Tuesday, August 30, 2016

To Rave Or Not To Rave?

As writers, we often read and review books for other writers. It's not as easy as it sounds. Writers are editors. We notice things general readers do not from underdeveloped characters to missing commas. On the other hand, we know how important 5 star reviews are, and we want to be supportive to our fellow writers. Today, author Stephanie Faris has some advice for such endeavors.


Stephanie Faris: 

I’m not a book reviewer. I’m a writer and a reader. However, like most authors, I realize the importance of reviews on Amazon and Goodreads. Nobody wants to be that author with zero reviews after our books have been on the shelves for six months. So, like most authors, I regularly post reviews for books on Amazon and Goodreads.

However, I know readers who have no desire to write a book. They’ll never know the awkwardness of signing books next to the author they’ve flamed on Goodreads. They’re free to give scathing one-star reviews, which other readers will cheer. If you’re an aspiring reviewer, here are a few tips to help you get started as an online book reviewer.

1. Decide Your Goal

Do you want to build a large following of fellow readers who watch for every review you post? Or do you just want to warn others before they waste money on bad books? Your answer to those questions will determine the next steps you should take.

2. Emphasize the Good

Whether you’re giving five stars, one star, or something in between, it’s important to spend some time saying what you liked about the book. Even the worst book has something good, so mention that before diving into what you didn’t like.

3. Don’t Rewrite the Book

If the book was good, but you would have written it differently, it may be a sign you should be writing your own book. As it is, readers don’t want to know about a book that doesn’t exist. The only option they have is to read the book you’re reviewing, so focus on the elements that work/don’t work in that book.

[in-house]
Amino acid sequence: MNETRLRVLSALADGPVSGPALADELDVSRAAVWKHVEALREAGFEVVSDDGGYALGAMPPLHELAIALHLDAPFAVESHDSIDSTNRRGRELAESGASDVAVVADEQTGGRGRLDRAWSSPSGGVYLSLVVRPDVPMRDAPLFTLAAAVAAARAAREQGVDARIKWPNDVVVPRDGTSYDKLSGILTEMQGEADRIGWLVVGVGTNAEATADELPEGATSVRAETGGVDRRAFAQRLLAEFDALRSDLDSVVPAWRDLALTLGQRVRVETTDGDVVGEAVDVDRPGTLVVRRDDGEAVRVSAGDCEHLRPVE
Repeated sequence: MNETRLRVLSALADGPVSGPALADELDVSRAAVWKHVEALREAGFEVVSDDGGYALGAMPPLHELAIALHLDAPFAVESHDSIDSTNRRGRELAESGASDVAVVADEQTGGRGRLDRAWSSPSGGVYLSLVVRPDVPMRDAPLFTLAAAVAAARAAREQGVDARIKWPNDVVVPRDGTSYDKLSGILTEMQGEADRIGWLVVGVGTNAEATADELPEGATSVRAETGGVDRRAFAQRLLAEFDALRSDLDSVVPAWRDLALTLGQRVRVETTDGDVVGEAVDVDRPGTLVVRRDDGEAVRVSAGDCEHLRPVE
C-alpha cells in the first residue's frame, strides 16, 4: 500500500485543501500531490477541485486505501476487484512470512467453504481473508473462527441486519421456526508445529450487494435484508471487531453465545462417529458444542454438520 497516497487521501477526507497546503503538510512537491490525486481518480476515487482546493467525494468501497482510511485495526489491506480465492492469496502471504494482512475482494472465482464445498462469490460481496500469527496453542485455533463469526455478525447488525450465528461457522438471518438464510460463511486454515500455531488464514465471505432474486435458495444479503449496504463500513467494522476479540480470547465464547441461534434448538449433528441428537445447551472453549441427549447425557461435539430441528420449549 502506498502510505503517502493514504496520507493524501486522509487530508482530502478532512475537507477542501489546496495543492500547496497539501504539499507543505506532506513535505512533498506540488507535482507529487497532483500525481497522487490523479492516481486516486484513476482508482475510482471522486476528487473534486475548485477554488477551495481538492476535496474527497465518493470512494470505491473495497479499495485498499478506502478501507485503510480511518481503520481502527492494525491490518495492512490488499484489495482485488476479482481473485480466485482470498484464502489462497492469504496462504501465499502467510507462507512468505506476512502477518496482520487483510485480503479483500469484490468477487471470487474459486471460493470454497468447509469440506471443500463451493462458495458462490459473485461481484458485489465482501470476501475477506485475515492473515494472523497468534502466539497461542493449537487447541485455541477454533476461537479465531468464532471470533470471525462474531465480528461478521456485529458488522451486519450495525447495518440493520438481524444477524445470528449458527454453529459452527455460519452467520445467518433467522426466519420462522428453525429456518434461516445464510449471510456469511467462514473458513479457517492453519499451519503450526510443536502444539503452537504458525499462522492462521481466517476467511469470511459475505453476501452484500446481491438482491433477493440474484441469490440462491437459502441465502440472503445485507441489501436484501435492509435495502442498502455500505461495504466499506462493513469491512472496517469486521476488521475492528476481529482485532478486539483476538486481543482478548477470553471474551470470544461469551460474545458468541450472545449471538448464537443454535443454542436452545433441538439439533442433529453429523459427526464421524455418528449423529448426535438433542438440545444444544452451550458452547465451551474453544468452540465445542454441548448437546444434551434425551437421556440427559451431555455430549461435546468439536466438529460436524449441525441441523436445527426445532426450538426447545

4. Finish Up with a Summary

Some of the best reviews have a section at the end that summarizes the strengths and weaknesses in one sentence. Ms. Yingling does a great job of reviewing on her Goodreads page and, in fact, I often go straight to her when I’m looking for a great book to read.

With all of that said, I review as an author. If I don’t like a book, you won’t see a review of it from me. It’s either five stars and a glowing review or nothing at all. However, my agenda is merely to support other authors. I personally have found that it’s bad networking for one published author to give another published author bad reviews, but that’s up to each author to decide for herself.


Stephanie has two new children's books to share:

When Piper Morgan has to move to a new town, she is sad to leave behind her friends, but excited for a new adventure. She is determined to have fun, be brave and find new friends.

In Piper Morgan Joins the Circus, Piper learns her mom’s new job will be with the Big Top Circus. She can’t wait to learn all about life under the big top, see all the cool animals, and meet the Little Explorers, the other kids who travel with the show. She’s even more excited to learn that she gets to be a part of the Little Explorers and help them end each show with a routine to get the audience on their feet and dancing along!

In Piper Morgan in Charge, Piper’s mom takes a job in the local elementary school principal’s office. Piper is excited for a new school and new friends—and is thrilled when she is made an “office helper.” But there is one girl who seems determined to prove she is a better helper—and she just so happens to be the principal’s daughter. Can Piper figure out how to handle being the new girl in town once more?

Stephanie Faris knew she wanted to be an author from a very young age. In fact, her mother often told her to stop reading so much and go outside and play with the other kids. After graduating from Middle Tennessee State University with a Bachelor of Science in broadcast journalism, she somehow found herself working in information technology. But she never stopped writing.

Stephanie is the Simon & Schuster author of 30 Days of No Gossip and 25 Roses. When she isn’t crafting fiction, she writes for a variety of online websites on the topics of business, technology, and her favorite subject of all—fashion. She lives in Nashville with her husband, a sales executive. 


Want to win some of her books for free? Get clicking!

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Do you review books? What do you think of Stephanie's rule of posting only 5 star reviews? Do you think a 4 star review is helpful or hurtful to an author?